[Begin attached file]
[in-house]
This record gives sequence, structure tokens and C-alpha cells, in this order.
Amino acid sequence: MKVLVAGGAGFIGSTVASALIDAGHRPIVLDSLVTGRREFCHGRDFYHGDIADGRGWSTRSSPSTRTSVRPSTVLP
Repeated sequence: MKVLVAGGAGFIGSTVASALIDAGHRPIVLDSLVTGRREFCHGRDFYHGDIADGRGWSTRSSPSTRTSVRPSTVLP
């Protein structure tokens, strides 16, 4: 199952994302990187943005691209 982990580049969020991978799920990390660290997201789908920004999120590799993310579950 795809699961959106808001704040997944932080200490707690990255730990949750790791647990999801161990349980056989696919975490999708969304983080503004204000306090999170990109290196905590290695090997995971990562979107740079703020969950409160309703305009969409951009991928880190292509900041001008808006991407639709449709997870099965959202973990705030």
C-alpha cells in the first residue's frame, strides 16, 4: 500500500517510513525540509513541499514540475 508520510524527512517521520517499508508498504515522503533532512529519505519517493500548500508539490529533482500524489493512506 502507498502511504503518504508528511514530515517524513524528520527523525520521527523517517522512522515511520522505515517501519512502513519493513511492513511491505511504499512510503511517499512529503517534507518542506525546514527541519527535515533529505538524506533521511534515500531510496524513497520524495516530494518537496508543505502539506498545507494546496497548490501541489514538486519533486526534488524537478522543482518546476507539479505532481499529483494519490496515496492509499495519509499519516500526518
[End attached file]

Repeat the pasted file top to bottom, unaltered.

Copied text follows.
[in-house]
This record gives sequence, structure tokens and C-alpha cells, in this order.
Amino acid sequence: MKVLVAGGAGFIGSTVASALIDAGHRPIVLDSLVTGRREFCHGRDFYHGDIADGRGWSTRSSPSTRTSVRPSTVLP
Repeated sequence: MKVLVAGGAGFIGSTVASALIDAGHRPIVLDSLVTGRREFCHGRDFYHGDIADGRGWSTRSSPSTRTSVRPSTVLP
């Protein structure tokens, strides 16, 4: 199952994302990187943005691209 982990580049969020991978799920990390660290997201789908920004999120590799993310579950 795809699961959106808001704040997944932080200490707690990255730990949750790791647990999801161990349980056989696919975490999708969304983080503004204000306090999170990109290196905590290695090997995971990562979107740079703020969950409160309703305009969409951009991928880190292509900041001008808006991407639709449709997870099965959202973990705030």
C-alpha cells in the first residue's frame, strides 16, 4: 500500500517510513525540509513541499514540475 508520510524527512517521520517499508508498504515522503533532512529519505519517493500548500508539490529533482500524489493512506 502507498502511504503518504508528511514530515517524513524528520527523525520521527523517517522512522515511520522505515517501519512502513519493513511492513511491505511504499512510503511517499512529503517534507518542506525546514527541519527535515533529505538524506533521511534515500531510496524513497520524495516530494518537496508543505502539506498545507494546496497548490501541489514538486519533486526534488524537478522543482518546476507539479505532481499529483494519490496515496492509499495519509499519516500526518